The signature of a famous person is sometimes known as an autograph, and is then typically written on its own or with a brief note to the recipient. Rather than providing authentication for a document, the autograph is given as a souvenir which acknowledges the recipient's access to the autographer.

In the United Statesmarker, some state’ legal definition of a signature defines a signature to mean "any memorandum, mark, or sign made with intent to authenticate any instrument or writing, or the subscription of any person thereto." In the context of one particular statute, a signature doesn’t have to be the popular notion of a written name, but may be other methods of authentication; the intent of any mark or memorandum makes a signature.

Many individuals have much more fanciful signatures than their normal cursive writing, including elaborate ascenders, descenders and exotic flourish, much as one would find in calligraphic writing. As an example, the final "k" in John Hancock's famous signature on the USmarker Declaration of Independence loops back to underline his name. This kind of flourish is also known as a paraph.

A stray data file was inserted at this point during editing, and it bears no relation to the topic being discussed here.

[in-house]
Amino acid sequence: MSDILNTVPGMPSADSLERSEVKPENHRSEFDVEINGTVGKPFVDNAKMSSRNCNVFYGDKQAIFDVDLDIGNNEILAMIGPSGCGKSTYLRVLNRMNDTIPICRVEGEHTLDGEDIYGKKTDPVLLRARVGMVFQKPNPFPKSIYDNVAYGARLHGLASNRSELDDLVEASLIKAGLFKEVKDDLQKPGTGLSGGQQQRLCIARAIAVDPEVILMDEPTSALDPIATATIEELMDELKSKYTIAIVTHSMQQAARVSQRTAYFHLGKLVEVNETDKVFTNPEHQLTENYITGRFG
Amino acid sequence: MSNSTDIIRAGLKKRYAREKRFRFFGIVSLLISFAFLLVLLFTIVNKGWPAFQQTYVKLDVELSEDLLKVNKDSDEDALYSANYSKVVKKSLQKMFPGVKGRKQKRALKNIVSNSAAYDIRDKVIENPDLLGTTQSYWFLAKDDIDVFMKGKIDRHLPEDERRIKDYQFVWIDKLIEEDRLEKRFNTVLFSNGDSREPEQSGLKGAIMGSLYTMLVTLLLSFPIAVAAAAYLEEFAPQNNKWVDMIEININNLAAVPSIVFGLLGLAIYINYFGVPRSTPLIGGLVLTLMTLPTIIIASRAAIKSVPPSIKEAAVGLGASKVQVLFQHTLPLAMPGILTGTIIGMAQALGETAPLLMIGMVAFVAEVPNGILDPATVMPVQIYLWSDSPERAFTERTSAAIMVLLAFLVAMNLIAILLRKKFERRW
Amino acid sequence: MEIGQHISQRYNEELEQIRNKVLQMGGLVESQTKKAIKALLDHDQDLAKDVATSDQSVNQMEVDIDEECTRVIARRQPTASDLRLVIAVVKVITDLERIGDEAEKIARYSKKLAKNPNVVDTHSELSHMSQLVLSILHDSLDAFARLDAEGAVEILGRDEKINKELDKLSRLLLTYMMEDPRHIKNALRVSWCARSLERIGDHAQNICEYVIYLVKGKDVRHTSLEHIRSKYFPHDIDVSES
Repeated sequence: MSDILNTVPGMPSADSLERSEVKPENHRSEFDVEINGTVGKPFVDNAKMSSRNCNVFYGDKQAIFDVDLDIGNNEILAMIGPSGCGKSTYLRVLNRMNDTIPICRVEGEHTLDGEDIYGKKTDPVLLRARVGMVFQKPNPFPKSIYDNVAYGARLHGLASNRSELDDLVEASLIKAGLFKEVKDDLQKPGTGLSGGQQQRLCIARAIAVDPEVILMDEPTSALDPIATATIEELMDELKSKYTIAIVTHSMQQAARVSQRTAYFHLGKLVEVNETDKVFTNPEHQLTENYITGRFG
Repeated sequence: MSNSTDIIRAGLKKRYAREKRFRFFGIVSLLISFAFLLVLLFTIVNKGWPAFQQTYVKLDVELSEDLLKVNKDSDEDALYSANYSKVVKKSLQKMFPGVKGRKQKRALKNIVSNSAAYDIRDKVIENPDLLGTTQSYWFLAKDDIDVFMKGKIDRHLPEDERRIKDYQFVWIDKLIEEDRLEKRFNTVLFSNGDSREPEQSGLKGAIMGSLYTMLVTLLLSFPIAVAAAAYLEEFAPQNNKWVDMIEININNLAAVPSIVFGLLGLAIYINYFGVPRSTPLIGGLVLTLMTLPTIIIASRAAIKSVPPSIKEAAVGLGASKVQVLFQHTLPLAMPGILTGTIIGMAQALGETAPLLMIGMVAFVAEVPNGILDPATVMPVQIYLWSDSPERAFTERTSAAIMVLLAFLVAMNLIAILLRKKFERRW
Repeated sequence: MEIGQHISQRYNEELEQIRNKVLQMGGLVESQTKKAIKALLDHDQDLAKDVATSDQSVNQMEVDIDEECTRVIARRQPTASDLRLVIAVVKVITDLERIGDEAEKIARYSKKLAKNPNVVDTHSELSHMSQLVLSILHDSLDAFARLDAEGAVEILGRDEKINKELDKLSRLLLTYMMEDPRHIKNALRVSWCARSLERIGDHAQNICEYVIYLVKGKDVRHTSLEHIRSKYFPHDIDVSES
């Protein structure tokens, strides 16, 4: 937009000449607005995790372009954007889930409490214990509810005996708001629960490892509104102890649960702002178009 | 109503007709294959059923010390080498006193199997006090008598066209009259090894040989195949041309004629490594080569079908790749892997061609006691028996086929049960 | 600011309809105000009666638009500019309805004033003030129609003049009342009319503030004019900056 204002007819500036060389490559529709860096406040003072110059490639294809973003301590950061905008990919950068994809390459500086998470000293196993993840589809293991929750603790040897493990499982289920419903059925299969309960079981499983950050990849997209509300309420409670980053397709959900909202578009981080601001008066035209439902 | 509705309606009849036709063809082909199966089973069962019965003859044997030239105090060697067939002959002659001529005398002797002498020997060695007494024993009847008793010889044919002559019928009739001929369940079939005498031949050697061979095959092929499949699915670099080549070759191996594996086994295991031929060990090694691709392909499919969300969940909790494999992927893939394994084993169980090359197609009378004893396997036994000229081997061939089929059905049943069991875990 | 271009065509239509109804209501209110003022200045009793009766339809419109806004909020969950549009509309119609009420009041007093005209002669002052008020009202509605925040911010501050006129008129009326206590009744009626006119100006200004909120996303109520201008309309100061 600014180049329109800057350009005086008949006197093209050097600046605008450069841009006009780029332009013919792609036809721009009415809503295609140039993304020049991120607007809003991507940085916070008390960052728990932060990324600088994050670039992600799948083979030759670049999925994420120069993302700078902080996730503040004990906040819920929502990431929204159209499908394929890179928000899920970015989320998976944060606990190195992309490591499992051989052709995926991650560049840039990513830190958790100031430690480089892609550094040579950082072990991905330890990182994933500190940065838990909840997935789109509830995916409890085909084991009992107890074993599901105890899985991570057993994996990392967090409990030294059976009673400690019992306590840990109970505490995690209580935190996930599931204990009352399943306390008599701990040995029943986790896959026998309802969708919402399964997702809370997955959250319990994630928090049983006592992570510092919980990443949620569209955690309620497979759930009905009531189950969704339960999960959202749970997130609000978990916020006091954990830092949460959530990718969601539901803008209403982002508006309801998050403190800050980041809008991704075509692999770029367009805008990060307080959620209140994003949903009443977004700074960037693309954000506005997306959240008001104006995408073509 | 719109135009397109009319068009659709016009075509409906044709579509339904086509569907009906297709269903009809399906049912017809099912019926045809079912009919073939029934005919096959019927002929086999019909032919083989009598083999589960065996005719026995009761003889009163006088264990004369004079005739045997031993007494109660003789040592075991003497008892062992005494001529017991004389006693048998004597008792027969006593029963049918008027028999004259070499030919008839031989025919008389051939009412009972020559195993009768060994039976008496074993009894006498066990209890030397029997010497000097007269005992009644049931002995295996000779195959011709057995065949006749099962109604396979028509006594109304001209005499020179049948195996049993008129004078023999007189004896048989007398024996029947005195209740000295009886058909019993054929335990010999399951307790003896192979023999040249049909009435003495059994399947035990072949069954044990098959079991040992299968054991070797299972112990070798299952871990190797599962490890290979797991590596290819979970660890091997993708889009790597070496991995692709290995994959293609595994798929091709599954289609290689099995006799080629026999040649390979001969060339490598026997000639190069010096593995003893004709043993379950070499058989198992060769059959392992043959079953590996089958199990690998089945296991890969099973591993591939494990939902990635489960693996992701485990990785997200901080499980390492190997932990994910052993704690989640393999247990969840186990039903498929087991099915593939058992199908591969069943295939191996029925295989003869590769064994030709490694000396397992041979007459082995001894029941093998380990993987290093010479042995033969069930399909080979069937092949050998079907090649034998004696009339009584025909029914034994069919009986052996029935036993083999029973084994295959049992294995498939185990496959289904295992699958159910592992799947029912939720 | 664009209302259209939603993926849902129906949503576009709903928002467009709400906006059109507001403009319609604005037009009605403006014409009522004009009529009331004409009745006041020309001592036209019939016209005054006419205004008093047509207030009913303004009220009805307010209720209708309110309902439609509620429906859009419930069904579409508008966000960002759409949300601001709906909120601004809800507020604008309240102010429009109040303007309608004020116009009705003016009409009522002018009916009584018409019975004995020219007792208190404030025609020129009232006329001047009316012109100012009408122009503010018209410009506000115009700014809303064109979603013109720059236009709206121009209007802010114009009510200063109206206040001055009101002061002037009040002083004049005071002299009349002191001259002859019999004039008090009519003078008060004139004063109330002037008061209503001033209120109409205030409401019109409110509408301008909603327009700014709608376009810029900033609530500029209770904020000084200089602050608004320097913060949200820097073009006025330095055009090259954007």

Mechanically produced signatures

Special signature machines, called autopens, are capable of automatically reproducing an individual's signature. These are typically used by people required to sign many documents, for example celebrities, heads of state or CEOs.

More recently, Members of Congress in the United States have begun having their signature made into a TrueType font file. This allows staff members in the Congressman's office to easily reproduce it on correspondence, legislation, and official documents.